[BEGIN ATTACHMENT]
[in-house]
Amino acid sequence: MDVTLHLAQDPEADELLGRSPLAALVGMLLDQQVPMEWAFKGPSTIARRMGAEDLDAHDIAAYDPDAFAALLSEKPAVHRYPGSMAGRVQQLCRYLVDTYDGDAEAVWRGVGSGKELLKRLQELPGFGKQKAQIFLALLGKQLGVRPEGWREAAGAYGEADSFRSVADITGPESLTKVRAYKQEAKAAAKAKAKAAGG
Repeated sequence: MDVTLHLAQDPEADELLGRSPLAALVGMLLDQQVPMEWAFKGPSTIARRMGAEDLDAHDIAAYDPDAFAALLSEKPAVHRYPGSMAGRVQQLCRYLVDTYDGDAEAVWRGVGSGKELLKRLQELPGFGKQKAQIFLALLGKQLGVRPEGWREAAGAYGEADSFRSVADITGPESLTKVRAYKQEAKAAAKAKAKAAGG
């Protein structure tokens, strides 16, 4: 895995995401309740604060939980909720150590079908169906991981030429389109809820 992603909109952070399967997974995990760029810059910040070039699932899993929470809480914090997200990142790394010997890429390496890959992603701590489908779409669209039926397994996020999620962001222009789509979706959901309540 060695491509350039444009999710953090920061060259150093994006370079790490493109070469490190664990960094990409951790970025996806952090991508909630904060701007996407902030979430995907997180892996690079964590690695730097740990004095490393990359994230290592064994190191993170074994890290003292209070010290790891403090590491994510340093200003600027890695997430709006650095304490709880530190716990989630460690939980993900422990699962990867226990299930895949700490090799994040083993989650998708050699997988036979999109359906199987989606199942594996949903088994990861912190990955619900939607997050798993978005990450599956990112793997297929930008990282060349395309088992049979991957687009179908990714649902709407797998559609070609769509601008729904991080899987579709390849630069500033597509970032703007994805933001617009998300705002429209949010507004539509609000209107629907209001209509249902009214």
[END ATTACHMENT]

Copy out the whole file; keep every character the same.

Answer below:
[in-house]
Amino acid sequence: MDVTLHLAQDPEADELLGRSPLAALVGMLLDQQVPMEWAFKGPSTIARRMGAEDLDAHDIAAYDPDAFAALLSEKPAVHRYPGSMAGRVQQLCRYLVDTYDGDAEAVWRGVGSGKELLKRLQELPGFGKQKAQIFLALLGKQLGVRPEGWREAAGAYGEADSFRSVADITGPESLTKVRAYKQEAKAAAKAKAKAAGG
Repeated sequence: MDVTLHLAQDPEADELLGRSPLAALVGMLLDQQVPMEWAFKGPSTIARRMGAEDLDAHDIAAYDPDAFAALLSEKPAVHRYPGSMAGRVQQLCRYLVDTYDGDAEAVWRGVGSGKELLKRLQELPGFGKQKAQIFLALLGKQLGVRPEGWREAAGAYGEADSFRSVADITGPESLTKVRAYKQEAKAAAKAKAKAAGG
């Protein structure tokens, strides 16, 4: 895995995401309740604060939980909720150590079908169906991981030429389109809820 992603909109952070399967997974995990760029810059910040070039699932899993929470809480914090997200990142790394010997890429390496890959992603701590489908779409669209039926397994996020999620962001222009789509979706959901309540 060695491509350039444009999710953090920061060259150093994006370079790490493109070469490190664990960094990409951790970025996806952090991508909630904060701007996407902030979430995907997180892996690079964590690695730097740990004095490393990359994230290592064994190191993170074994890290003292209070010290790891403090590491994510340093200003600027890695997430709006650095304490709880530190716990989630460690939980993900422990699962990867226990299930895949700490090799994040083993989650998708050699997988036979999109359906199987989606199942594996949903088994990861912190990955619900939607997050798993978005990450599956990112793997297929930008990282060349395309088992049979991957687009179908990714649902709407797998559609070609769509601008729904991080899987579709390849630069500033597509970032703007994805933001617009998300705002429209949010507004539509609000209107629907209001209509249902009214």